Ethylene (C2H4) is not harmful to water or soil and it is not toxic to humans and animals. Ethylene is transported in the pipeline as fluid, or in an intermediate state between gas and liquid.
Ethylene is commercially produced by steam cracking of hydrocarbons. In Europe and Asia, ethylene is primarily produced based on naphtha or diesel, whereas in the United States, Canada and the Middle East it is also produced from ethene, propane and liquefied petroleum gas.
Ethylene is an important raw material for the chemical industry and feedstock for 30 percent of all petrochemicals. Ethylene is used for the production of many plastics, including polyethylene (PE), polyvinyl chloride (PVC), PET, cellulose acetate and polyvinyl acetate polymer. The resulting products are indispensable in daily life: insulating material, detergents and detergent bottles, packaging materials, films, insulation of cables, window frames, floor coverings, household goods, vehicle fittings, cabinets, detergents as well as tools and raw materials for pharmaceutical preparations are just a few examples.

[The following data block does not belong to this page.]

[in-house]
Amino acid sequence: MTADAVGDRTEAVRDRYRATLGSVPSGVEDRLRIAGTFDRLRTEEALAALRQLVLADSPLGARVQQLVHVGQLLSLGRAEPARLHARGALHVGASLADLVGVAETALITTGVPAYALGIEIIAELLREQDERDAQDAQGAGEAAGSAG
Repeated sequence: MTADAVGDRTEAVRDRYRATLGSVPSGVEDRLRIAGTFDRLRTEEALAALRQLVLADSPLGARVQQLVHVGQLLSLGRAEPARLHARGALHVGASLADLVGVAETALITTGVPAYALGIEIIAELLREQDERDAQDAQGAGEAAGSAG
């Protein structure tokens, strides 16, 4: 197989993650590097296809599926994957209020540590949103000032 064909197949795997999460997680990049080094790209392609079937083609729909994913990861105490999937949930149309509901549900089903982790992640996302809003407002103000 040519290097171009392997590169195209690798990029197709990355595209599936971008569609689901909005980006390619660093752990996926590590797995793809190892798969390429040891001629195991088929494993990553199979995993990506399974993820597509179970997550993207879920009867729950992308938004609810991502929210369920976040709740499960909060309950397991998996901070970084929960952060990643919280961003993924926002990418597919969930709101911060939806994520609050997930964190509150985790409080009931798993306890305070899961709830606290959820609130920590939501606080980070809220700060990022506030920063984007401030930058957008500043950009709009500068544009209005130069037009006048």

Ethylene (ethene) is also produced in nature (plants, etc.), for example by fruits and vegetables. Many ripening fruits emit a crucial plant hormone that is gaseous and called – ethylene (also known as ethene). This hormone controls the ripening process of many fruits and vegetables – which is why you should avoid storing bananas and ripe apples together in a fruit bowl: In no time at all, the apples will make the bananas turn brown and blotchy.